Novedades - Agroindustria

Ceden los precios de todos los tipos de cafés

Feb 18 2016
En el 2015 las caídas fueron de entre el 2 y el 5,8 por ciento.

El mercado del café llegó en enero al nivel más bajo en dos años, debido principalmente al descenso de los precios del robusta, informó Robério Oliveira Silva, director de la Organización Internacional del Café (OIC).

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Gremio cafetero pagará por todas las pasillas del café

Feb 16 2016
La medida se tomó para hacer frente al fenómeno de ‘El Niño’ y proteger los ingresos de los caficultores.

Como una medida para aliviar el impacto económico del fenómeno de ‘El Niño’ para los productores, desde este martes la Federación Nacional de Cafeteros pagará el total de la pasilla.

Para cumplirlo, el gremio cafetero publicará diariamente el precio de referencia de la pasilla.

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Por cuenta de TLC entrarán 65.972 toneladas de arroz

Feb 15 2016
Las utilidades que genera este negocio comercial están destinándose a la modernización y competitividad del sector.

Un total de 65.972 toneladas de arroz entrarán durante este primer semestre, como resultado de la subasta que da el derecho a importar a Colombia este cereal estadounidense, con cero arancel.

Se sabe que entre abril y junio hay una relativa baja oferta del cereal que se cosecha en el país, por lo que este volumen entra a suplir la posible escasez que llegue a presentarse.

Por otra parte, evita que esta llegue para la cosecha nacional del grano, que empieza a recogerse en el mes de julio.

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The Economist: The Americas

Why the Mexico City marathon attracts so many cheats

Aug 22 2019

IN RECENT YEARS the Mexico City marathon has caused crowding on the city metro. That is not just because the city shuts down numerous roads above ground for the 42-kilometre race. It is also because cheating marathoners have been known to hop on for a quick detour to the finish line. Last year 5,000 of the 28,000 runners who finished were disqualified. Hundreds more were kicked out mid-race. No other race admits to stripping so many competitors of their places. Ahead of this year’s event, on August 25th, organisers are hoping for scurrying without skulduggery.

Most of the corredores de chocolates (Mexican slang for fake runners) are easy to spot. Each runner carries a chip across electronic checkpoints placed along the course. Those who skip to the end are doomed to disqualification—but only days later, well after they receive their medal and the crowd’s adulation. Over the past six years marathon medals have each been emblazoned with a letter. Collectively, they spell out “Mexico”. That has motivated some people to cheat and complete the set, says Javier Carvallo, the Mexico City marathon’s chief. This year a new series of six medals, which together will make up a map of the city, begins.

Other cheaters give their bib to a speedier “bib mule” before the race, hoping to...

Forest fires in the Amazon blacken the sun in São Paulo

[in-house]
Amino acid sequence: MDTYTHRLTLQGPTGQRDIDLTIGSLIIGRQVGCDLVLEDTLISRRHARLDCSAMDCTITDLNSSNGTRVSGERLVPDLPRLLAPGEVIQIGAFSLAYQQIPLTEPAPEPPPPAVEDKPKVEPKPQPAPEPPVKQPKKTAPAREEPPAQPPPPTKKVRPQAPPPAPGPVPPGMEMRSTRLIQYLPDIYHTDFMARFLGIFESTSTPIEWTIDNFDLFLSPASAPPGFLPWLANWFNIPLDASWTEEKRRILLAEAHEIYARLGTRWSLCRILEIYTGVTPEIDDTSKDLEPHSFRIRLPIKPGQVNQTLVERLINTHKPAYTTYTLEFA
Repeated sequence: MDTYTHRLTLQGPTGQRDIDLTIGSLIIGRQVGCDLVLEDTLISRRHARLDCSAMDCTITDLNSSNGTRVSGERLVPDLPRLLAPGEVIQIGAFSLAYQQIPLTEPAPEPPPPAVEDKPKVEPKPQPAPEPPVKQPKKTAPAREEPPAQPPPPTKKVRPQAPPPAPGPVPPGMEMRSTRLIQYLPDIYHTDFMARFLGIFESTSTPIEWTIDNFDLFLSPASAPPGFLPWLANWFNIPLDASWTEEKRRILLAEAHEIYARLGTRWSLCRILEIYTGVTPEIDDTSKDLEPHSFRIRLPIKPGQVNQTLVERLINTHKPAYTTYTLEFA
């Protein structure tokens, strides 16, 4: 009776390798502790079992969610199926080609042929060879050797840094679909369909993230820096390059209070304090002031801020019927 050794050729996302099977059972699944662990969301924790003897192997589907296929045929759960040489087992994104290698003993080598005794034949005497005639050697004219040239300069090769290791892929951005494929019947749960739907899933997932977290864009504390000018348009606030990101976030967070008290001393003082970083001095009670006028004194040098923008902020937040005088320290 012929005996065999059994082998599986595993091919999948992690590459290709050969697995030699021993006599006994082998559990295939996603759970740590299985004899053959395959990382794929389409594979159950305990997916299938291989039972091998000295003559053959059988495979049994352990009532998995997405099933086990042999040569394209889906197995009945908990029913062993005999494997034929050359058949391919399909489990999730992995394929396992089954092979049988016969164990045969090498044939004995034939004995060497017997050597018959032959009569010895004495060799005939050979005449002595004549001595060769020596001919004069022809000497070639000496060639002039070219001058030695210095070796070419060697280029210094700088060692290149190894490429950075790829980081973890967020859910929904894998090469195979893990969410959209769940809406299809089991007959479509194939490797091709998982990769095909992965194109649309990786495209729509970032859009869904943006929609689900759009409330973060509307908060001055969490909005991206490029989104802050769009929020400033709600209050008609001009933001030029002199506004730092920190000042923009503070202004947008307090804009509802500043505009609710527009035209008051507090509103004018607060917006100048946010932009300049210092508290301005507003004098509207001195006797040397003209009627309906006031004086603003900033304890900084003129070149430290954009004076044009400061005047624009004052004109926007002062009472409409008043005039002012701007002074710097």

Aug 22 2019

IN THE MIDDLE of the afternoon on August 19th South America’s largest city went dark. Under a thick, black cloud at 3pm, the lights flickered on in São Paulo’s skyscrapers; on the motorways brake lights started to glow in the city’s bumper-to-bumper traffic, and many Paulistanos were worried. Social-media users posted pictures of the gloom, juxtaposing the dystopian afternoon sky with fictional apocalyptic places such as Gotham City from “Batman”, Mordor from “Lord of the Rings” and “the upside down” from “Stranger Things”.

Meteorologists scrambled to explain what was going on. But the most likely explanation, most accept, is that fires burning far away in the rainforest are to blame. Climatempo, a popular private meteorology website, reported that a cold front brought low-lying clouds which then combined with smoke to form the thick black smog. According to the National Institute for Space Research (INPE), forest fires are more common than ever. The number detected so far this year is 84% higher than in the same period last year. Just over half of the fires are in the Amazon.

During the Amazon’s dry season, it is common for farmers to set fires illegally to clear land. Brazil’s populist president, Jair Bolsonaro, has encouraged them by weakening the agencies that enforce environmental regulations. He holds the view...

Argentina’s crisis shows the limits of technocracy

Aug 21 2019

IF YOU CAN’T beat them, join them. That seems to be Mauricio Macri’s response to his crushing defeat in presidential primary elections on August 11th. He won 32% of the vote against the 48% secured by the Peronist slate of Alberto Fernández and Cristina Fernández (no relation), a populist former president. At first Mr Macri blamed the outcome on the voters for “believing that returning to the past is an alternative”, a scolding for which he later apologised. Then the blame shifted to his finance minister, Nicolás Dujovne, who had been slashing the budget as demanded by the $57bn agreement the government negotiated with the IMF last year. Mr Dujovne resigned on August 17th after Mr Macri scrapped VAT on staple foods, increased hand-outs and temporarily froze petrol prices in a desperate effort to placate Argentines. These are the kind of measures typically associated with his Peronist opponents, and they are contrary to the IMF agreement.

Mr Macri is not quite beaten yet. The presidential election is not until October 27th. But in Argentina’s peculiar system, the primaries are a dress rehearsal. Few think he can overturn a 16-point deficit in nine weeks. The fact that the peso crashed after the primary result will add to inflation of 50% a year and makes his task even harder.